Step 2 – Scoring

Once we’ve sorted the structure (read here), we then move on to scoring.

What does scoring mean?

It means developing scorecards through the use of KPIs, (key performance indicators), that clearly define what success and failure look like for each individual role.

This is why it’s important in the first stage to completely put the existing roles and existing names to one side, just bag them for a minute, and look at what is the ideal. Once we’ve got that structure, we’re going to start to build three to five KPIs for every single role in the business.

The best way to think about this is to start at the top, like we have with this, and then we have to work our way down.

We have to start with company level KPIs

What defines success and failure for the business as a whole?

Before we even start thinking about all the different roles in the business. How can you possibly define KPIs for a role at operative or manager level, without knowing what high level KPIs they need to contribute towards achieving at this board level?

These high level KPIs for the business sit up at the top with the level one roles (see more here) or you could just say that’s the business. These are typically things like;

  • Increasing net profit
  • Free cash flow
  • Increasing cash at the bank
  • Better customer satisfaction,
  • Higher revenue growth per annum.

Typically these are the ones that make the most sense for most businesses.

The things you want to track are the things that are going to be important to you and are going to get you the best results. If we’ve got cash in the bank and we’ve got a healthy net profit margin which is being maintained year on year. If we’ve got a really high customer satisfaction rating and if we’ve got revenue growth of a certain percentage per annum that we’re happy with. This will then facilitate the growth of our business, so that very clearly defines success and failure for our business.

We then take this and we duplicate it down the line.

We then look through our structure, starting at the top, to define what numbers these need to be, because every KPI must have a tangible, specific and measurable number.

If it doesn’t have a number – it’s really really hard to make it measurable.

We come up with our high-level KPIs.
We might say that net profit needs to be twenty percent.
We might say cash a bank needs to be five percent of revenue any given period.
We might say that the customer satisfaction must be five stars.
We might say the annual revenue growth needs to be 10% per annum, just as some examples.

We’ve got tangible numbers which define our success and failure at a business level. Now we can look down each of these different levels and for each of these different roles, what key metrics, what KPIs do we need to derive in order to support these high level KPIs up here?

What does the managing director need to be measured on?

What does the sales director need to be measured on?

What does the finance director need to be measured on?

And more importantly which of these metrics do each of those roles directly support?

For example a sales role at any level in the tree, is generally speaking going to support revenue growth and net profitability.

It’s not really going to have much effect on customer satisfaction, perhaps to a point but really customer satisfaction is more supported by the operations director in terms of the actual delivery of the products and service.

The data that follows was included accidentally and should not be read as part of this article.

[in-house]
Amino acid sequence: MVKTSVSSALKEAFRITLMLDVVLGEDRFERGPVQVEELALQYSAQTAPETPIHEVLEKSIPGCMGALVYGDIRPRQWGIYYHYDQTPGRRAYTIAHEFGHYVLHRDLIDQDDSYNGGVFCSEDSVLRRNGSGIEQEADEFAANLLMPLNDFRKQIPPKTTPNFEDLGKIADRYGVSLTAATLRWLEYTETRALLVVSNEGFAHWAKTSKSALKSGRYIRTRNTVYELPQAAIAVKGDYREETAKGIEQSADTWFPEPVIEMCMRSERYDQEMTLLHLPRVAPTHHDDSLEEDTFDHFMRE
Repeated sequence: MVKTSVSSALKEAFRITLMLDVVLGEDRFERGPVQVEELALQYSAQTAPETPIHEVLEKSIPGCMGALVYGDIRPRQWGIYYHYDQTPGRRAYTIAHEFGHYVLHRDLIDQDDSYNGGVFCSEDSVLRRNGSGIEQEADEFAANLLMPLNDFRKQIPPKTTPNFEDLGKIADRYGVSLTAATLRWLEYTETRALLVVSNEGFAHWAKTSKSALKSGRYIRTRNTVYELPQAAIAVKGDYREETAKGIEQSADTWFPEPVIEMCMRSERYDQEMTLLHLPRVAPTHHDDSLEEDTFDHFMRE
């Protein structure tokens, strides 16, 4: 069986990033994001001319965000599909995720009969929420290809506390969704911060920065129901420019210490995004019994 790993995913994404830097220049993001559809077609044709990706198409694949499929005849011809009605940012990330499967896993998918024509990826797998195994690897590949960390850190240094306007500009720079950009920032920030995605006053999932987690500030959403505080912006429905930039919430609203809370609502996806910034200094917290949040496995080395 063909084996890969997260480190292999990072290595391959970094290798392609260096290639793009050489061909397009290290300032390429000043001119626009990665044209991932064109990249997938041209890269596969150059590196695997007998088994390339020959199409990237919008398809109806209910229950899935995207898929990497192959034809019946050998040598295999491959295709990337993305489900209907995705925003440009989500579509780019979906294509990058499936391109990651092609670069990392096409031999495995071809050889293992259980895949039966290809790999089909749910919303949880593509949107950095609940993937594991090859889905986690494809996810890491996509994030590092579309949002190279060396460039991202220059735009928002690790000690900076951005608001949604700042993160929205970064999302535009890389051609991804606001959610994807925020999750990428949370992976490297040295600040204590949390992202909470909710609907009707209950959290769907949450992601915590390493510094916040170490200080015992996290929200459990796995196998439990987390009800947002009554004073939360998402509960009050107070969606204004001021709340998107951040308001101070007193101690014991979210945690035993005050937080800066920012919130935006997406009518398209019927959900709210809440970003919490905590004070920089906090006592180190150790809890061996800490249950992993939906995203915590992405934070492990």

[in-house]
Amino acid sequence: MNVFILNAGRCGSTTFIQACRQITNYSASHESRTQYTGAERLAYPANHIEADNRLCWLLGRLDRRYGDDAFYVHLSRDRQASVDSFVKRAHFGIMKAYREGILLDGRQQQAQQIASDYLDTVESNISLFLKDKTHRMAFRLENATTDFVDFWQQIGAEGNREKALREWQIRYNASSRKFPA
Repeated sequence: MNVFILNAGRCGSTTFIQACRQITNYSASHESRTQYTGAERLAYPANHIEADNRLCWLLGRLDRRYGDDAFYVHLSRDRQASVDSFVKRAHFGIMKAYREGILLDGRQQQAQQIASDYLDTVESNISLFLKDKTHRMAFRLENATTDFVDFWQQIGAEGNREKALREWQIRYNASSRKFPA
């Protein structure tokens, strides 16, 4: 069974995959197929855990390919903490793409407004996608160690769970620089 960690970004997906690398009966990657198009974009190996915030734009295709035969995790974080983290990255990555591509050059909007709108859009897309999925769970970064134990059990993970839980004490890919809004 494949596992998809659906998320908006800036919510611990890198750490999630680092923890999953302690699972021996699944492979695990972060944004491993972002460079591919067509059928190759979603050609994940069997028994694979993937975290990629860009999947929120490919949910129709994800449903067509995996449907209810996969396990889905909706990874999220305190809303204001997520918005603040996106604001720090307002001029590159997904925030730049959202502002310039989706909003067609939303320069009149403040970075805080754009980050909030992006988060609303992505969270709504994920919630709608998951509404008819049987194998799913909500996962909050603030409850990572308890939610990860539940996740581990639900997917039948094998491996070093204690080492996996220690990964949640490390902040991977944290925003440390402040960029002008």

We have to define and figure out which role supports which of these high-level KPIs and then derive KPIs that support the achievement of that role.

The other important thing to make note of here is that we start at the top and work our way down because when we have got the high level KPIs we then need to make sure that the next level down feeds into that level.

For example; the exec director level feeds into the achievement of the high level KPIs at the business level. The manager level KPIs feed into the KPIs at the exec director level. The operative level KPIs feed directly into supporting and facilitating the KPIs at the manager level. To ensure there is always a next logical step for how these numbers work and how they eventually generate these results at the board level at the business level.

Deriving KPIs to define success or failure is super super important for two reasons because it facilitates information flow in two directions. What it does is it facilitates what strategy information, what tactics need to be communicated from board level down to the executive director team through the managers and into the delivery teams.

The other thing that it facilitates is the flow of information and what information needs to flow from the bottom, right the way back up the tree to feed back into the board of directors so that they can make quality educated decisions on what works and what doesn’t work with regards to their strategy, with regards to their operational tactics so that they can evolve, adjust course and refine their strategies to make sure they’re always getting the very best results in the business.

Once we’ve derived the KPIs and we’ve dealt with the scoring element of that KPI and accountability chart, this becomes a key management document which defines success or failure. Which every manager, exec director and board director (non exec director) can use to measure performance accurately, measurably and in a meaningful way to make sure that they’re always getting the very best results out of every level in the structure and every member of the team.

This is super super powerful.


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